Feb 2014
Josie Bungert

Too attracted to crappy tracks

When I was in high school, I prided myself on listening to only old, classic rock, because I was convinced they were the only ones that made good music. I loved Foreigner, Styx, The Beatles and my personal favorite, Queen. I hated the radio, because I was a snob, and didn’t ever want to stray away from loving lyrics of songs over the beat. It was my philosophy, really, that good music had to have great lyrics, regardless of a catchy or not beat. But then, I started to drive, and listened to the radio more than I ever had before.

As much as I hate it, I find myself loving crappy radio music. I define crappy radio music as those songs with repetitive beats, many words repeated (like heyheyheyheyheyhey or ohohohohohohoh…you get the picture), and subject matter based around the craziest party, the worst breakup, or so much disgusting, not pleasant passion I just want to scream. I realized this when Kanye West’s now infamous “Bound 2” was released on the radio. I don’t feel comfortable linking the video here because it is that awful, but I cannot help but bob my head to this song when it comes on. It’s seriously shameful, since the song is nothing more than a discussion of Kanye’s most recent sexcapade and love with Kim Kardashian, but as I drove home from work the other day, I wanted to crank it up. It was in that moment of me reaching for the volume control that I grew disgusted with myself, and decided it was time to explore why we like this crappy music. Here are my top five reasons why we don’t turn the screeching down instead.

5.) Crappy tracks and the artists that released them got popular despite their sucky nature, which makes us feel better about ourselves.

Let’s be honest, we all get jealous of some celebrities for their fame, fortune or good looks, so if they had great music too we would probably be more inclined to dislike them. I know I am not the only one that silently rejoices when yet another song about breaking up and partying comes out on the radio; it means the artist of the time still hasn’t hit their stride/figured out what they really value/what really matters to them that they can sing about. Granted, they will probably win a Grammy for that awful, awful song, but it won’t be because it’s good – it will be because it got popular because it sucked.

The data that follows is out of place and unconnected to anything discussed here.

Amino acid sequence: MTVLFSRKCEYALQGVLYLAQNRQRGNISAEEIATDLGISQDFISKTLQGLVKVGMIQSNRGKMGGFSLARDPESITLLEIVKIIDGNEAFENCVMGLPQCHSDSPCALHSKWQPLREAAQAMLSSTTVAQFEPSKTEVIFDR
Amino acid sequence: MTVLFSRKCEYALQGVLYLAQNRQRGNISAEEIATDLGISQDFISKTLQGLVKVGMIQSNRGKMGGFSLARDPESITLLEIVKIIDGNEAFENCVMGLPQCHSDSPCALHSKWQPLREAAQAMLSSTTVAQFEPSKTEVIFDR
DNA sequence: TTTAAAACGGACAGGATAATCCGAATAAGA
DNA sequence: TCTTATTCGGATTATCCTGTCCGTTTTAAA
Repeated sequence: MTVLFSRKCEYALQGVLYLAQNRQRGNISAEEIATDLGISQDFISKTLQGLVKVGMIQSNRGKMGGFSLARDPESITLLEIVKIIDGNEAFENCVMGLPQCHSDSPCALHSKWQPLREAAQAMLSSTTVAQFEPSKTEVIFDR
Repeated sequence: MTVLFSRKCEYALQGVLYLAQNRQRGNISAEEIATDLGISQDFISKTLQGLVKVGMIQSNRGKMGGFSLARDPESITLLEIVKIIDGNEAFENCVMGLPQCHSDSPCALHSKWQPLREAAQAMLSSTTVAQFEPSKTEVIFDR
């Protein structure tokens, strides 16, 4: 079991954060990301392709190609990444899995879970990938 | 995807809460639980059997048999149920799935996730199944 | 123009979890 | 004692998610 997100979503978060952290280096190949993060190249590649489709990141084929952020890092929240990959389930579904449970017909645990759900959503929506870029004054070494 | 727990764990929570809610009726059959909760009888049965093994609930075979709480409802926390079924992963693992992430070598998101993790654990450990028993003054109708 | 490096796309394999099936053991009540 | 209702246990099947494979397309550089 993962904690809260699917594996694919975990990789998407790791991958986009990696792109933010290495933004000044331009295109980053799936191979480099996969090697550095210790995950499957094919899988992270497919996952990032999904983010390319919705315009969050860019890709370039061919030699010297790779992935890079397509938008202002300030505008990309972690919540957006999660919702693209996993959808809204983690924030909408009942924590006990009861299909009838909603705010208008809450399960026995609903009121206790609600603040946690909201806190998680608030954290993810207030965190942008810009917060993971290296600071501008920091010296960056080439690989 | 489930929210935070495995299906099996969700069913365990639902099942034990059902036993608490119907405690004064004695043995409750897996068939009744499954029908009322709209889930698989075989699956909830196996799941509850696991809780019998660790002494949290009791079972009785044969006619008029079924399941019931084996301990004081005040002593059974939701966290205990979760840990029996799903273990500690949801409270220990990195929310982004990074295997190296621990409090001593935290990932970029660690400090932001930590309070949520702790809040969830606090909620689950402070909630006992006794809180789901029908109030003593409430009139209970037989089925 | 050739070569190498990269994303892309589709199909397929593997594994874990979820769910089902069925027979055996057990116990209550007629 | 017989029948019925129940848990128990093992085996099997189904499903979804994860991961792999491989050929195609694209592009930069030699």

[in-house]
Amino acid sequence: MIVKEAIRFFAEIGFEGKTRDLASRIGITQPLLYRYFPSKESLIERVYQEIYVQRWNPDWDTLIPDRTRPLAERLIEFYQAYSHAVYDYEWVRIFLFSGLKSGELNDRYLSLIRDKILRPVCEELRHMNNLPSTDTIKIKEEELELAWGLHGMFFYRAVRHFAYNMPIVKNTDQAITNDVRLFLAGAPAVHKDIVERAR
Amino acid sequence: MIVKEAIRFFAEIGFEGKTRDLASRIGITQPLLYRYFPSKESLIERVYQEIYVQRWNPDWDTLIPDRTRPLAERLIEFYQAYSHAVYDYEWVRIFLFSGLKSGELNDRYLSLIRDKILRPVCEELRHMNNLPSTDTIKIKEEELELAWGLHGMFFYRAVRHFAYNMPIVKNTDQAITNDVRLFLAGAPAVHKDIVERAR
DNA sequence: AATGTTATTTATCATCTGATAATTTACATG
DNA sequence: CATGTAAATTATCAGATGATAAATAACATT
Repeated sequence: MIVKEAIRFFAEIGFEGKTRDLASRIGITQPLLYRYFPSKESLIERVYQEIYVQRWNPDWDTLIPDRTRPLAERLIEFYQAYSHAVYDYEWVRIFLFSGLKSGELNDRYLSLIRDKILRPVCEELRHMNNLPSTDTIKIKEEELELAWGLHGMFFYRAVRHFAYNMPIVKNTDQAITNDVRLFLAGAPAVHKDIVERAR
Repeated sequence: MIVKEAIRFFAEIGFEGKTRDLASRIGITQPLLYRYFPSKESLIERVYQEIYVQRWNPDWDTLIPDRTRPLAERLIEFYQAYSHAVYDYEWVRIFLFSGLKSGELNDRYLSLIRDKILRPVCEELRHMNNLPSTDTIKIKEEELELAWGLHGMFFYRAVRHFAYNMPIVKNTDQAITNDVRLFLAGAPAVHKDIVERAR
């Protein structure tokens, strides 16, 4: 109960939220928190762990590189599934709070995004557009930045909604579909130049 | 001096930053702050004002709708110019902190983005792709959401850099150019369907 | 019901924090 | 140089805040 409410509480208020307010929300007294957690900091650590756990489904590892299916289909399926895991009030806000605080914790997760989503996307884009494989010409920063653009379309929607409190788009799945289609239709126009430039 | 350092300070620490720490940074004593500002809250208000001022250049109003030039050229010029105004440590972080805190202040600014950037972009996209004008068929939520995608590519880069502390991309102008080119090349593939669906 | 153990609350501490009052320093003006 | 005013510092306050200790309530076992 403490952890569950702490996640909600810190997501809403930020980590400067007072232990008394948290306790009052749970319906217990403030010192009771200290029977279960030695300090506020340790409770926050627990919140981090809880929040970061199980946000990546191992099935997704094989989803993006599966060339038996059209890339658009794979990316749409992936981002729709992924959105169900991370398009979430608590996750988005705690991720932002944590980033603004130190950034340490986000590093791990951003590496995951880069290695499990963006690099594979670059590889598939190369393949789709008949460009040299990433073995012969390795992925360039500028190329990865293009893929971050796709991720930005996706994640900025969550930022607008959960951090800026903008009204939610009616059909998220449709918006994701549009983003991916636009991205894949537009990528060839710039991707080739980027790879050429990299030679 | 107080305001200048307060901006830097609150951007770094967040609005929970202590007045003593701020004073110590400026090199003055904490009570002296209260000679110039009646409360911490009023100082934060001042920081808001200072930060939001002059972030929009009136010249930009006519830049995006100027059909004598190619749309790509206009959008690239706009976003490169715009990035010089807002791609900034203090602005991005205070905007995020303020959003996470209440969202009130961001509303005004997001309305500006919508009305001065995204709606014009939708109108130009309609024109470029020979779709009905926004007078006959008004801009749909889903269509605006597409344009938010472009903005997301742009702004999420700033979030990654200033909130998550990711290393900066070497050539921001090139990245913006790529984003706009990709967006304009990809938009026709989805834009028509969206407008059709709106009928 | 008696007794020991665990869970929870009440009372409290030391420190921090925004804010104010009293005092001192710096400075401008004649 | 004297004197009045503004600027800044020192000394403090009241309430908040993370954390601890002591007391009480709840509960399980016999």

4.) Crappy tracks are catchy.

It’s simply the truth. The beats are always easy to dance to, you always know exactly what it is when it comes on, the lyrics often rhyme. What could be better? The catchier the crappy lyric, the more I find myself liking it, despite how crappy the song itself is. Who doesn’t love “Timber” by Ke$ha? What could be catchier than “I’m yellin’ TIMBERRRRRRRRRRRRR”? Nothing. Literally nothing.

 3.) Crappy tracks are in.

As much as I try not to make it a habit to listen to this music on a regular basis (I call it the bar or car rule), they are popular. If you don’t know the song, you don’t know pop culture, which, is also in. Trust me: Ke$ha is not even in my artist I like category, let alone my love category (my favorite band is Florence + the Machine to be honest) but she is popular. If you want to be involved with pop culture, you need to listen through the crap.

 2.) Crappy tracks are good conversation starters that take us out of our own reality.

If we didn’t have Hollywood and celebrities to complain about, it would make our own reality way more real than any of us are prepared for. And I would much rather talk about T-Swift’s latest overdramatic and overplayed song much more than thinking about the homework I still haven’t started. Also, singer’s latest fails and flops are something we can all bond over. No matter our differences, most of the time, we tend to agree on the latest, suckiest song out there.

 1.) Crappy tracks have simple lyrics, so there’s nothing to think about.

I mean, who really knows all of the lyrics to Bohemian Rhapsody? Not many. And listening to that song, as much gold as it is, is actually a lot of work. You have to think about the lyrics to sing along, and no one wants to do that while they casually listen to the radio. Power ballads have a time and place, and it’s usually not when you’re driving home after a long day or week of work. But “We Can’t Stop” by Miley Cyrus? What could be more mindless after sitting at a desk or in class all day?

As much as I still adore my favorite bands that I discovered 20 years past their prime when I was 14, and the simply spectacular music of today (yes it does exist!) that I listen to on repeat*, I can’t help but jam out to these awful, awful songs. Am I alone? Tweet at me @jlbungert and let me know what you think. In the meantime, listen to the other terrible, terrible song I just can’t get enough of.


*List of songs/artists of today you should be listening to instead of most of these hooligans in this blog:

“Rivers and Roads” – The Head and the Heart

“For What It’s Worth” – Maggie Eckford

“So It Goes” – Opus Orange

“Without You” – One Two

“Bad Blood” – Bastille